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For example: The community was not supportive of, or happy with the result. The community was not supportive or happy with the result.

So when using two sets of verbs and prepositions (listing) in a sentence, do you need to state both prepositions? I think yes. If the preposition is the same, then no. Am I correct?

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Preliminary comment: Do not bunch them, never. Each verb-prep. combo should stay tied. "Neither was the community supportive of nor happy with the result," to slightly rephrase it. –  Kris May 3 '13 at 6:44

1 Answer 1

Yes, verbs needing different prepositions need each to keep their own: your two example sentences actually mean different things.

The community was not supportive of, or happy with, the result.
The community was not supportive or happy with the result.

The first means that the community did not support the result; the second says it wasn't happy with the result and didn't support something else, because supportive doesn't go with with and therefore it doesn't go with with the result. There could [and probably normally would] be a comma after supportive but it doesn't necessarily need it.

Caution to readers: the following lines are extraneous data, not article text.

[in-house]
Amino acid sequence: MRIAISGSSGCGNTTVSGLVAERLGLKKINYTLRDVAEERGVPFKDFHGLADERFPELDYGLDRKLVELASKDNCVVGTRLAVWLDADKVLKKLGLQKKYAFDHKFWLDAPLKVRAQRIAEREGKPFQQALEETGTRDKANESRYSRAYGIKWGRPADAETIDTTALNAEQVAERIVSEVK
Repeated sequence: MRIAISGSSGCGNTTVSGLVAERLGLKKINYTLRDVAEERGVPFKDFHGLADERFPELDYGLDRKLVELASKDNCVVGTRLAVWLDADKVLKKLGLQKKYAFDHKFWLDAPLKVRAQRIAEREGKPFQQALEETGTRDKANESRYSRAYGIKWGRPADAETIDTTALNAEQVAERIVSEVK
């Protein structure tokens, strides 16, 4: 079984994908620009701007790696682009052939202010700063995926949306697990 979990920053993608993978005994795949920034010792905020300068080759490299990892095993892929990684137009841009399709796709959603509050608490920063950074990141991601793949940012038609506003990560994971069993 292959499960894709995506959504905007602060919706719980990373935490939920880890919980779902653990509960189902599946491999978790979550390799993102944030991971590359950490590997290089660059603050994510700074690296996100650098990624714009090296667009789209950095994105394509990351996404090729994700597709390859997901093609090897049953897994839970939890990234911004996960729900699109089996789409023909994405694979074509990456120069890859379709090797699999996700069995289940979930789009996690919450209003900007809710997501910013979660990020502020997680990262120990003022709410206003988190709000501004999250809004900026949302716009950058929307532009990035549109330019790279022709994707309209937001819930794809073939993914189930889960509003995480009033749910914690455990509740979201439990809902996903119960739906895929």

Incidentally you might consider using Neither...nor where there are two negatives: "The community was neither supportive of, nor happy with, the result."

You can get away with not repeating the preposition when it's the same for both verbs. Note the second comma in the examples below though: omitting that will separate built from the care. If you want to make this sort of sentence negative, neither...nor is required.

The Town Hall was built, and the decoration applied, with considerable care.
The Town Hall was neither built, nor the decoration applied, with any care at all.

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